World War II Today: August 2By
Montreal mayor Camillien Houde publicly urges Quebecers to not sign up for national registration for war duty.
Lord Beaverbrook appointed to War Cabinet.
French military court sentences de Gaulle to death in absentia.
Italy reported to be massing troops on Libya-Egypt border.
US and USSR agree on US aid.
All radios in Norway are confiscated.
Soviets blow up a huge Japanese fuel and ammunition dump at Tatutzuchuan in Eastern Manchuria.
The British convoy, code-named ‘Pedestal’ leaves Britain for the strategically-important island of Malta in the Mediterranean. The convoy consists of 14 fast merchant ships loaded with fuel, food, and ammunition. The convoy is accompanied by 2 battleships (Nelson and Rodney), 3 aircraft carriers (Victorious, Indomitable, and Eagle), 14 destroyers, and 3 anti-aircraft cruisers.
The ninth attack on Hamburg in eight days. More bombs have now been dropped on Hamburg than on London during the whole of the Blitz. Estimated 50.000 killed, equal to Britain’s entire civilian losses by bombing in the war so far.
Hitler orders that German armies are to hold fast in Russia, but Manstein ignores him and uses a flexible defense in the Kharkov sector. The Russian gains around Orel continue., but German forces repel massive Soviet attacks at Izyum and the Mius river line.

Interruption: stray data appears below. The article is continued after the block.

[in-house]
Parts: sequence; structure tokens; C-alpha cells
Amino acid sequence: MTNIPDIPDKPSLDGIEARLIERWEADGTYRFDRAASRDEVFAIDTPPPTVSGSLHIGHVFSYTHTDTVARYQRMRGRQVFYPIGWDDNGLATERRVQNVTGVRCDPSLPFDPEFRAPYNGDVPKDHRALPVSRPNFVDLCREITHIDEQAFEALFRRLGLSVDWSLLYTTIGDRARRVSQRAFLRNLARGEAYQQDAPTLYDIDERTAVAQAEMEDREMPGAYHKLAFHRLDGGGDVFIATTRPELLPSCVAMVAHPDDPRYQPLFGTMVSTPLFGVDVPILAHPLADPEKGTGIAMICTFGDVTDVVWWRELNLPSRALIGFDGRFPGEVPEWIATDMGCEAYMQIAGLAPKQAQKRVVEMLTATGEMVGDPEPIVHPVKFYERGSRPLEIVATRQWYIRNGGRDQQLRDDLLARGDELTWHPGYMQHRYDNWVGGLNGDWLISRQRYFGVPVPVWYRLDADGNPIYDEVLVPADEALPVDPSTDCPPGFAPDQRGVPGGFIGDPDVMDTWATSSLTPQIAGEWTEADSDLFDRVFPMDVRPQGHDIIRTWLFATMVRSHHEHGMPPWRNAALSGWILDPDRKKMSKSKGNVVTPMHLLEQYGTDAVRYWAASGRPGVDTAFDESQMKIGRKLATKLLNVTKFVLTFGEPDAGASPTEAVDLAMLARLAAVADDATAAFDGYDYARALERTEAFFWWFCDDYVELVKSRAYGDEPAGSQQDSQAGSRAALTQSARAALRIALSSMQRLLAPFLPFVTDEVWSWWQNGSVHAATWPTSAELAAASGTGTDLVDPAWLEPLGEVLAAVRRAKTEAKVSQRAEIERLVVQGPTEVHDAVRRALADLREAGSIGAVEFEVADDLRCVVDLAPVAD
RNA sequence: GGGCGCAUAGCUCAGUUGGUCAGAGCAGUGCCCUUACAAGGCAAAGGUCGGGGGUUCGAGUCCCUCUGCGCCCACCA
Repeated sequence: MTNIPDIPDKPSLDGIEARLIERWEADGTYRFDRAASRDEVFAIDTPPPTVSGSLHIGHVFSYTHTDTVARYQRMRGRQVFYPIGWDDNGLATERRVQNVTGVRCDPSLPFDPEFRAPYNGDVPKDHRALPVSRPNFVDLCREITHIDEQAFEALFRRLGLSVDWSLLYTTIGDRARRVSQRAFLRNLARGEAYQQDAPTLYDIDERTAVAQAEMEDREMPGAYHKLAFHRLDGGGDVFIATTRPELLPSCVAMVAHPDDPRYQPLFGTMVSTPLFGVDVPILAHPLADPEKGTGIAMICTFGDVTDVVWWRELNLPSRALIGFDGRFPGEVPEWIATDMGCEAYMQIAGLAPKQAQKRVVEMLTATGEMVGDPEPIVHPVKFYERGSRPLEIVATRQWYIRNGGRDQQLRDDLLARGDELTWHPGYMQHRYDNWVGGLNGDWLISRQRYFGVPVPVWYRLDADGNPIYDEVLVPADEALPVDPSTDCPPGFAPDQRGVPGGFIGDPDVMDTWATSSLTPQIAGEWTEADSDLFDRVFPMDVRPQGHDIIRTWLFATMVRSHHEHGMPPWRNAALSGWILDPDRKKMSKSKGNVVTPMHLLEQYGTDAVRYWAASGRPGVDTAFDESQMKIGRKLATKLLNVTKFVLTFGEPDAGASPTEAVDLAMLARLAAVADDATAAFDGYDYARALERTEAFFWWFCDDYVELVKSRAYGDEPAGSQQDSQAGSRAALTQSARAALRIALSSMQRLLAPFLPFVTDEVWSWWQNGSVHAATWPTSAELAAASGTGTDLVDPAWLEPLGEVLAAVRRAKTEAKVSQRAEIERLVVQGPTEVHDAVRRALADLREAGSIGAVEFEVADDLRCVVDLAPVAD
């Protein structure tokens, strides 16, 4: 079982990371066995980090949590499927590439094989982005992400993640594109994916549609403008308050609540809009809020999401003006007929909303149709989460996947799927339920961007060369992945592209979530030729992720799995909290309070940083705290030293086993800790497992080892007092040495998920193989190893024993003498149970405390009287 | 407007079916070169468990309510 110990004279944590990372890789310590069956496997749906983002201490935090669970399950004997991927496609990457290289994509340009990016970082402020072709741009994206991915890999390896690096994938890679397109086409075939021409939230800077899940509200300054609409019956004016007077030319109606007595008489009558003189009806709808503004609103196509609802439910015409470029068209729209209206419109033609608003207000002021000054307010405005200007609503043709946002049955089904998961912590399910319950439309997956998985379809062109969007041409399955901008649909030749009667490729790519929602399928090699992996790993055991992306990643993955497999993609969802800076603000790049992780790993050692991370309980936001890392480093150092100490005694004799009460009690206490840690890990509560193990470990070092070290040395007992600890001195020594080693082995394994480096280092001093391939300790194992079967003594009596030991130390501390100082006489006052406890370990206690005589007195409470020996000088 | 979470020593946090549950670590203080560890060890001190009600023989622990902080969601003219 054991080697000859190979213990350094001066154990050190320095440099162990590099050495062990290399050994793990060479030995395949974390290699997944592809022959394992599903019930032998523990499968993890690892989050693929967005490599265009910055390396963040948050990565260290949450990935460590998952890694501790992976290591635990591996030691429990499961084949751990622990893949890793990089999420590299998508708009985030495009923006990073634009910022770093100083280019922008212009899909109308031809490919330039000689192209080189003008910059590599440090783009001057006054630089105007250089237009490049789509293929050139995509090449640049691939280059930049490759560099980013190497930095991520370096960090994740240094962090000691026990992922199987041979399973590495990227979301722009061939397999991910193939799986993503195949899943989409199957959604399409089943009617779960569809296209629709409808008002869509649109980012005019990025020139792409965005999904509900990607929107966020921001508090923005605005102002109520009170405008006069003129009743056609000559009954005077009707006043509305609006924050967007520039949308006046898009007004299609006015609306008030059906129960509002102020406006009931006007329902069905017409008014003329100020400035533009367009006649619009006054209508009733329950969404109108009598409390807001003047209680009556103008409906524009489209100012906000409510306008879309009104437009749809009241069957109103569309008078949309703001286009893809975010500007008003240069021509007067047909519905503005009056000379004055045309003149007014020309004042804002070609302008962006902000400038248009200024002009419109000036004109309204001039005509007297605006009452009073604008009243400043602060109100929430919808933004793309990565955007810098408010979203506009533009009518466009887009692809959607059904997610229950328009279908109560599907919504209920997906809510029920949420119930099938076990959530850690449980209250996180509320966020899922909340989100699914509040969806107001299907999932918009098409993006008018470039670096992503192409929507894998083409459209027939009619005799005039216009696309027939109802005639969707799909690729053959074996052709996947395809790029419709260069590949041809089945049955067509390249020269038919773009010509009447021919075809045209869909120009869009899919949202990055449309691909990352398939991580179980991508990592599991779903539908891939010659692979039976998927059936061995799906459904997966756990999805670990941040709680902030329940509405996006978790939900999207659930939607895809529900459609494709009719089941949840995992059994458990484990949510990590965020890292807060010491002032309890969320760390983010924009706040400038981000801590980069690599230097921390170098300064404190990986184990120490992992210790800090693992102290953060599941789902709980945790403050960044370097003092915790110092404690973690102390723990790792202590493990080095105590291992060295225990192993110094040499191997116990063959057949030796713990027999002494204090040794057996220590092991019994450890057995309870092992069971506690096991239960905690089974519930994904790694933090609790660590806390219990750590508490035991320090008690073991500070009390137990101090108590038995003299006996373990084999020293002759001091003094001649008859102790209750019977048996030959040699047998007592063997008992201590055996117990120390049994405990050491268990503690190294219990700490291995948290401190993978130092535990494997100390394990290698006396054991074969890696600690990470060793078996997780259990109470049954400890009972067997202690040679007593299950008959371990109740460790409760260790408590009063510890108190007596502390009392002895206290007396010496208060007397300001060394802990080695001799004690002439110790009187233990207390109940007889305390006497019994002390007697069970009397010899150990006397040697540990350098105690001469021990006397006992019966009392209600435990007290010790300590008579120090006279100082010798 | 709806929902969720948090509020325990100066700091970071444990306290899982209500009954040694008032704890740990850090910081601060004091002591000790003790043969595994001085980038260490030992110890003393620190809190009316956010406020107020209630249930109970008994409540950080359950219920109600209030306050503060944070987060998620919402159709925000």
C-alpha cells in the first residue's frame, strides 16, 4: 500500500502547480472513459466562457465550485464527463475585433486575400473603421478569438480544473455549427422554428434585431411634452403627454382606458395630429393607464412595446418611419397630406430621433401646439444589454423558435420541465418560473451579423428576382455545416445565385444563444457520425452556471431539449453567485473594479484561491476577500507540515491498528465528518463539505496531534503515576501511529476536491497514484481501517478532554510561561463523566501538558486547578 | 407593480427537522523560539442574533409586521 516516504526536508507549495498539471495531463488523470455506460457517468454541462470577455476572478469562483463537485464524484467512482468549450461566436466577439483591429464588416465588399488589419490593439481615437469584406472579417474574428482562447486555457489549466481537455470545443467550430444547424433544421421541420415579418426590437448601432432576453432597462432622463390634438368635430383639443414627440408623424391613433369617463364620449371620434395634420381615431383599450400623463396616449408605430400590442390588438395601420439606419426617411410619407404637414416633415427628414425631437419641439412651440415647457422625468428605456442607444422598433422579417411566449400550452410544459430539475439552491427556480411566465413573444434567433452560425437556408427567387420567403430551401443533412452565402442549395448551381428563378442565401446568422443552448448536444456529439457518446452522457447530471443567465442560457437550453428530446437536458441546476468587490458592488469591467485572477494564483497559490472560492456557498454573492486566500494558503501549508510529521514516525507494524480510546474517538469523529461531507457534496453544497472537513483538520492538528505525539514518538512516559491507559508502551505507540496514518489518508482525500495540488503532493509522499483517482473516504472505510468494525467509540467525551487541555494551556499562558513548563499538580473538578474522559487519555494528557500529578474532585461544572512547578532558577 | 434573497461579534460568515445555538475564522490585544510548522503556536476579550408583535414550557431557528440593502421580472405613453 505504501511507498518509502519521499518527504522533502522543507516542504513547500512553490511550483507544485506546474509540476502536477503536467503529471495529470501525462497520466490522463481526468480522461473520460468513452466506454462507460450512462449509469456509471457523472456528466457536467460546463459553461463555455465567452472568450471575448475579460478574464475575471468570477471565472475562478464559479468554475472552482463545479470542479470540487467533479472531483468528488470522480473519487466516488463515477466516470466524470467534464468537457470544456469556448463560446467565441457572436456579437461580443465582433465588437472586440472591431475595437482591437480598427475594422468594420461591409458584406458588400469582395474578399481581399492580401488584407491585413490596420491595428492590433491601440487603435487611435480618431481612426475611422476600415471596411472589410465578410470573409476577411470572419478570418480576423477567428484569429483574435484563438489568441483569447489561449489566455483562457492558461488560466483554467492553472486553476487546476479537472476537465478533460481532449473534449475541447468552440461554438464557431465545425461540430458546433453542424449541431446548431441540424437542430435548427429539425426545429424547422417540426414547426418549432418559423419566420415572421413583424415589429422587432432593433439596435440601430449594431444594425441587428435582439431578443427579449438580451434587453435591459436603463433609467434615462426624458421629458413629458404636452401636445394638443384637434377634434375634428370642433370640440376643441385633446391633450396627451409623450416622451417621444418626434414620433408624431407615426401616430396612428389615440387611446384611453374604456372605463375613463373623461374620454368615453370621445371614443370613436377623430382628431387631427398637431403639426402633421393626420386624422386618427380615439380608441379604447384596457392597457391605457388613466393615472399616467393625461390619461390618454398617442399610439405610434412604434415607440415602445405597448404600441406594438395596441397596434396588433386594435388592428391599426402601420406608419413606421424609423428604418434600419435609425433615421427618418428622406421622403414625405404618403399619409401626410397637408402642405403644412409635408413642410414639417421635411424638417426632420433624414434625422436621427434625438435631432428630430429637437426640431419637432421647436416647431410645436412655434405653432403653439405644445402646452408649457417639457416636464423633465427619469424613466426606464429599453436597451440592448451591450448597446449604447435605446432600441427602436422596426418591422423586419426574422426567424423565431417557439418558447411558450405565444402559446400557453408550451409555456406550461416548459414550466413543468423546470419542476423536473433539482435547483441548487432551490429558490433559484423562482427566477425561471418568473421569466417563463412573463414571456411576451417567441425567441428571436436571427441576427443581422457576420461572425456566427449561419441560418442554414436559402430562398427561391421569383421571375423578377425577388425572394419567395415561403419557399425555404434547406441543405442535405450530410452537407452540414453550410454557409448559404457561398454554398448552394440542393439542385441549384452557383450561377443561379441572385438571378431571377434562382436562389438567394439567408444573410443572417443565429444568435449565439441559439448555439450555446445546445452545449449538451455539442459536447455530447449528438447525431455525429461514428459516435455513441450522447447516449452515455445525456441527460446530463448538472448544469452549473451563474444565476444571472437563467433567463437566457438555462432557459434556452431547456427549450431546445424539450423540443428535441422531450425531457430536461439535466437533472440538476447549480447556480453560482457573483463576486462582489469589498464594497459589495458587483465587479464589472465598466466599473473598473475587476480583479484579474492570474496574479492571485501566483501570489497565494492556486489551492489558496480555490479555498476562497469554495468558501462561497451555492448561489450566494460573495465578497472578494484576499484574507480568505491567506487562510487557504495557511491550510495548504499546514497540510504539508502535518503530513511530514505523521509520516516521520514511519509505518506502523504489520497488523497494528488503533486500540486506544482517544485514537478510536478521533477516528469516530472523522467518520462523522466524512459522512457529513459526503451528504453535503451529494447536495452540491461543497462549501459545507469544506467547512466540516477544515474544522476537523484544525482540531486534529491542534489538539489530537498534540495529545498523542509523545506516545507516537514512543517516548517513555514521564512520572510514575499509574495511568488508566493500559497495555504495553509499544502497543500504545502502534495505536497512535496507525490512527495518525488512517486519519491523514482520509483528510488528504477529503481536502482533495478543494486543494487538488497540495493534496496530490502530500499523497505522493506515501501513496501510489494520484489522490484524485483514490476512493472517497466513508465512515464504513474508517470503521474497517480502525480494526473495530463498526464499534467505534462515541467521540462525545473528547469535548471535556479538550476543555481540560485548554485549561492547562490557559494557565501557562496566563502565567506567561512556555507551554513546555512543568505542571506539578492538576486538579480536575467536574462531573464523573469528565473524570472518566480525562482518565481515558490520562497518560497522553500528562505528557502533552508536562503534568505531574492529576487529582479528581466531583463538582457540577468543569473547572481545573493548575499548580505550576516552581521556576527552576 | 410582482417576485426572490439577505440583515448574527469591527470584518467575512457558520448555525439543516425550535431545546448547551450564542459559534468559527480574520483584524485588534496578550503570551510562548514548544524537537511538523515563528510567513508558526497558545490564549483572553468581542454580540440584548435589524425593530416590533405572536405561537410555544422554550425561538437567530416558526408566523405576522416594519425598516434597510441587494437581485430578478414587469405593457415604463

The US Army drafts Sicilian mules into service to carry supplies to soldiers fighting in the mountains of Italy. The mule train commander reports that few of the draftees “seem to like army life.”
Two hundred Jews escape from Treblinka extermination camp during a revolt.
Churchill makes a statement to the House of Commons and says after seven weeks of non-stop V1 attacks, 5,340 having being launched, that 4,735 have been killed, 14,000 injured and 17,000 houses completely destroyed.
The U.S. VIII Corps moves West from the Avranches area along the Brittany coast, but the main force drives eastward. Turkey ends diplomatic relations with Germany.
The First Polish Army gains a Vistula bridgehead, 40 miles to the south of Warsaw.
Potsdam conference ends after more than two weeks of deliberations. Allied leaders have been discussing what should become of Germany.